The 618, with Timken bearings and back gears, came out in 1937 (catalog year, probably printed late in 1936). It had the first version countershaft with the bracket swung off of the rear of the headstock. The first 6" lathe that Atlas built for Sears, the 101.07300, came out in 1938. It had a smaller spindle with 3/4"-16 threads, 1MT taper and sleeve bearings. And no back gears. Most of the other parts were the same as on the current 618. The following year, Atlas revised the countershaft on the 618 and started building the 101.07301 for Sears. It now had 1"-8 threads and 2MTspindle taper. Most parts on the 101.07301 are the same as those used on the 618. Exceptions, besides the legs, were the headstock casting, spindle, and spindle thrust bearing, all because of the sleeve bearings. All other parts were the same. Around 1940, Atlas revised the countershaft assembly on the 618 but continued to supply what was the second 618 version on the 101.07301 up through end of production in 1957. A fair number of 101.07301's have had the countershaft assembly replaced with the third version 618 unit. The notable differences between the 2nd and 3rd version countershaft assemblies are that the newer compound bracket is taller and curved, and the pulleys hang down below the bracket, instead of sticking up above it.
     
  4. Superburban

    Superburban United States Active Member Active Member

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    I'm no Atlas expert (but I did stay at a holiday inn). I have only seen the square compound on the Atlas MK2 lathes. And those I have seen two designs, one that used the original oval shaped slide screw holder, and a later with a rectangle holder.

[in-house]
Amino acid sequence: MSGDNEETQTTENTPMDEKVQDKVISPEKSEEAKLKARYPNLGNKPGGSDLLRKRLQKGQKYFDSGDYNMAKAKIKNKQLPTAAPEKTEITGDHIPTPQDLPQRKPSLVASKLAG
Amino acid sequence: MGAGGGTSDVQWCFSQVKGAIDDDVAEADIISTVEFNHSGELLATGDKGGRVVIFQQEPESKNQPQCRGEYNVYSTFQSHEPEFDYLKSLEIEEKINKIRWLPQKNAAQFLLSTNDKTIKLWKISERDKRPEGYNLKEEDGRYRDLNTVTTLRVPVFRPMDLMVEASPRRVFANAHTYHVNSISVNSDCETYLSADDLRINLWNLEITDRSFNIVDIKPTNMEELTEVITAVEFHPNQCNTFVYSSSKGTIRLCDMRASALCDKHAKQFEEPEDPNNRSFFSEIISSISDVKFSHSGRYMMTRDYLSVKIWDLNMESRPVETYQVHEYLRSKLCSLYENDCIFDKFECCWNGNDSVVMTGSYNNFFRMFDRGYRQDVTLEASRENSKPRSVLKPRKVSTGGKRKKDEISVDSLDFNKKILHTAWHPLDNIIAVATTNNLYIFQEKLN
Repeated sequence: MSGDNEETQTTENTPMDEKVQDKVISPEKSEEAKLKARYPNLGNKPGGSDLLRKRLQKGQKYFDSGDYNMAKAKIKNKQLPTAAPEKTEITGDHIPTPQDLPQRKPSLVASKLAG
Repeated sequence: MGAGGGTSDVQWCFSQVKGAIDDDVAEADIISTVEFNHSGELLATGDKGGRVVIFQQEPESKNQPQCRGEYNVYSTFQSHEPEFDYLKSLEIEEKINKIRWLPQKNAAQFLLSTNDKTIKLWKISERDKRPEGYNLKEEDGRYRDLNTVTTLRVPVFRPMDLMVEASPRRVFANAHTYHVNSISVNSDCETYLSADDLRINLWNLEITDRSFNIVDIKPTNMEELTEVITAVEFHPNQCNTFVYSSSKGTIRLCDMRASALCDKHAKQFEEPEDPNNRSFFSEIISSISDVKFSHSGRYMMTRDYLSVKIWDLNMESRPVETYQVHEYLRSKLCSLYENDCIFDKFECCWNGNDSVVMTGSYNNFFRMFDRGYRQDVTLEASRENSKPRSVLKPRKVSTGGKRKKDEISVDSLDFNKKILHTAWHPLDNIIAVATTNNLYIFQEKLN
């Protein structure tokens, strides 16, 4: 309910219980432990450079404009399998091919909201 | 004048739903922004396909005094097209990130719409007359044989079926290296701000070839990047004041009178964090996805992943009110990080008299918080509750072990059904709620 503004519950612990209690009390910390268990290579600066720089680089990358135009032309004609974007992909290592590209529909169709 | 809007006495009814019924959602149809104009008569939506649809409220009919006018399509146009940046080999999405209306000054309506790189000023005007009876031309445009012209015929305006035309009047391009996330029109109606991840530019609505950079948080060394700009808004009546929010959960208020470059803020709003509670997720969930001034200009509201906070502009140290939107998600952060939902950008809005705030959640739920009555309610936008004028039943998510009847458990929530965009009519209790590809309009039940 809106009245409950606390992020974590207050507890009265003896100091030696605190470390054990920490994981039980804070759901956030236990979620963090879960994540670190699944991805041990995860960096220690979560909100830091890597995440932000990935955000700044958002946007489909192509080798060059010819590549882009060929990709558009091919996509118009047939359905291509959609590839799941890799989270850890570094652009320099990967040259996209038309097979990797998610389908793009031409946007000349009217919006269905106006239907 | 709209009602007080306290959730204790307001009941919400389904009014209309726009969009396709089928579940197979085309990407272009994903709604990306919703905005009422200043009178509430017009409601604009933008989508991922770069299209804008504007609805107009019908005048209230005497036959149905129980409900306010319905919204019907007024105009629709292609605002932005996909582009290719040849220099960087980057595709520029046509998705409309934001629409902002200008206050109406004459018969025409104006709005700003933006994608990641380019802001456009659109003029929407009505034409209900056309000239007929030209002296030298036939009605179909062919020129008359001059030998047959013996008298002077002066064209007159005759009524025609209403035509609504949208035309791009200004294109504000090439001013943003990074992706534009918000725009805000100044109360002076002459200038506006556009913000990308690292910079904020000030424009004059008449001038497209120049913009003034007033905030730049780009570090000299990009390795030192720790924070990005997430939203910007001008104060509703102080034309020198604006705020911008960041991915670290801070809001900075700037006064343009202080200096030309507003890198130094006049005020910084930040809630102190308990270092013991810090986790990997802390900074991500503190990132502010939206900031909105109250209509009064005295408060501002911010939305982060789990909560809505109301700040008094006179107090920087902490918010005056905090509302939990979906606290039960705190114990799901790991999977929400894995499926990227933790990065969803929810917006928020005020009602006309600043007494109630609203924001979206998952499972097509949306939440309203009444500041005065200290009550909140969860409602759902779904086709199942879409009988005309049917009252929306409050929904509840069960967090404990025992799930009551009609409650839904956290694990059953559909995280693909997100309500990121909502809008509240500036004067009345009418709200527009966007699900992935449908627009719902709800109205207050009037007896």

The real issue as to which is the better deal, is how close the prospective buyer lives to the seller. I have gotten many great deals on E-bay by looking for large items near me, knowing the list of competing buyers is limited. Many times I was the only bidder.

    http://www.lathes.co.uk/atlas6inch/page2.html

    http://www.lathes.co.uk/atlas6inch/
     
  5. westsailpat

    westsailpat United States H-M Supporter - Premium Content H-M Supporter-Premium

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    Last edited by a moderator: Apr 20, 2017
  6. wa5cab

    wa5cab Downloads Moderator Staff Member H-M Supporter-Premium

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    As I wrote above, the sleeve bearing 101.07301 came out in 1939. And for whatever reason, the Sears machines made by Atlas from 1932 until 1937 always had a 3-hole leg bolt pattern. That stopped at the end of 1957 when the 1/2" bed 12" machines came out and the 6" changed to the 101.21400 (identical to the 618). Maybe the guy at Sears who preferred the three hole mounting pattern finally retired. In both cases, except for nameplate, all of the Sears versions were identical to the Atlas versions.

    The Atlas 3950 (the ball bearing model that came out c. 1972 and the one that was also sold by Sears as 101.21200) had the same compound assembly as the 618. Parts M6-301, M6-302 and M6-303 plus the smaller parts. The Atlas 10100 (the tapered roller bearing model that came out c. mid-1977 and was not sold by Sears) was according to the manuals supposed to have the flat compound slide and rectangular cross feed thrust bearing plate. However, up through S/N 1301 (of what info we have), they still came with the early compound, compound thrust plate, rack, etc. After that,it appears that most got the late compound and eventually late everything. Occasionally one turns up with an early component. It could be that Atlas turned up an early component and decided to use it or they could be replacements.